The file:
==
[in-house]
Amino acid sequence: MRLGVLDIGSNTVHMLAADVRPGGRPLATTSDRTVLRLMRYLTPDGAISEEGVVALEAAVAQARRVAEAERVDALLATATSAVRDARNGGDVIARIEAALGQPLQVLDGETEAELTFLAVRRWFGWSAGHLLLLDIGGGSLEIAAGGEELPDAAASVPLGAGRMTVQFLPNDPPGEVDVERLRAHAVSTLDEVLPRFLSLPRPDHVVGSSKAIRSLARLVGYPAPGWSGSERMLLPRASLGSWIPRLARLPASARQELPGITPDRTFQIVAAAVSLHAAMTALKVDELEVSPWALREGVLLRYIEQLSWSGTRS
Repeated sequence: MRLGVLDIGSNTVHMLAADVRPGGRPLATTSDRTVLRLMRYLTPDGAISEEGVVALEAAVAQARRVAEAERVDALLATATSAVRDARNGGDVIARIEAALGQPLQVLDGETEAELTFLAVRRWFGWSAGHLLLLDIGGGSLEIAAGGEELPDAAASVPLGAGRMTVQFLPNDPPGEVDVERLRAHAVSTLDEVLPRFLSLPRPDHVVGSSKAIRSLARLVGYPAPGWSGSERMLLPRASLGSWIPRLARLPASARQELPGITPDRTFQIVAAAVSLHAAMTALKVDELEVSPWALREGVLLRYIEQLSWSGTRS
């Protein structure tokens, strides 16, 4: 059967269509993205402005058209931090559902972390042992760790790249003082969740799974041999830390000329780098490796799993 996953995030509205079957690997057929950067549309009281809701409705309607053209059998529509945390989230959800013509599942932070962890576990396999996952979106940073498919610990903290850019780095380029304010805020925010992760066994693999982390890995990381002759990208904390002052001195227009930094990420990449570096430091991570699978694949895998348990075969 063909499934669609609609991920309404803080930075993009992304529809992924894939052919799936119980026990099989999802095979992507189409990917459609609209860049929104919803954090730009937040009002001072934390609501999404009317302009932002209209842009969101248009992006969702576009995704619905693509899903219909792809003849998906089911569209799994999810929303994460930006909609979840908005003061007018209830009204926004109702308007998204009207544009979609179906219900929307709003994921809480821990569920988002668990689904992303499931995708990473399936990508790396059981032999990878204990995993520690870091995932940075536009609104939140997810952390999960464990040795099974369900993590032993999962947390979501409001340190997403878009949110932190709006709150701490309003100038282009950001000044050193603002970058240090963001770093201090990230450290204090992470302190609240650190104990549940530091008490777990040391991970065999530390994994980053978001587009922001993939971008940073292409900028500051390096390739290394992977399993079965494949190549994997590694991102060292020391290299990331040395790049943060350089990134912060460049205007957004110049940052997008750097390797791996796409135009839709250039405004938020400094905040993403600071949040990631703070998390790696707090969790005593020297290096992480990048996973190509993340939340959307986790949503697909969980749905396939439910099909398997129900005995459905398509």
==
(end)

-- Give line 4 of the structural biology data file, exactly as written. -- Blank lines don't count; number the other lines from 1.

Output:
């Protein structure tokens, strides 16, 4: 059967269509993205402005058209931090559902972390042992760790790249003082969740799974041999830390000329780098490796799993 996953995030509205079957690997057929950067549309009281809701409705309607053209059998529509945390989230959800013509599942932070962890576990396999996952979106940073498919610990903290850019780095380029304010805020925010992760066994693999982390890995990381002759990208904390002052001195227009930094990420990449570096430091991570699978694949895998348990075969 063909499934669609609609991920309404803080930075993009992304529809992924894939052919799936119980026990099989999802095979992507189409990917459609609209860049929104919803954090730009937040009002001072934390609501999404009317302009932002209209842009969101248009992006969702576009995704619905693509899903219909792809003849998906089911569209799994999810929303994460930006909609979840908005003061007018209830009204926004109702308007998204009207544009979609179906219900929307709003994921809480821990569920988002668990689904992303499931995708990473399936990508790396059981032999990878204990995993520690870091995932940075536009609104939140997810952390999960464990040795099974369900993590032993999962947390979501409001340190997403878009949110932190709006709150701490309003100038282009950001000044050193603002970058240090963001770093201090990230450290204090992470302190609240650190104990549940530091008490777990040391991970065999530390994994980053978001587009922001993939971008940073292409900028500051390096390739290394992977399993079965494949190549994997590694991102060292020391290299990331040395790049943060350089990134912060460049205007957004110049940052997008750097390797791996796409135009839709250039405004938020400094905040993403600071949040990631703070998390790696707090969790005593020297290096992480990048996973190509993340939340959307986790949503697909969980749905396939439910099909398997129900005995459905398509």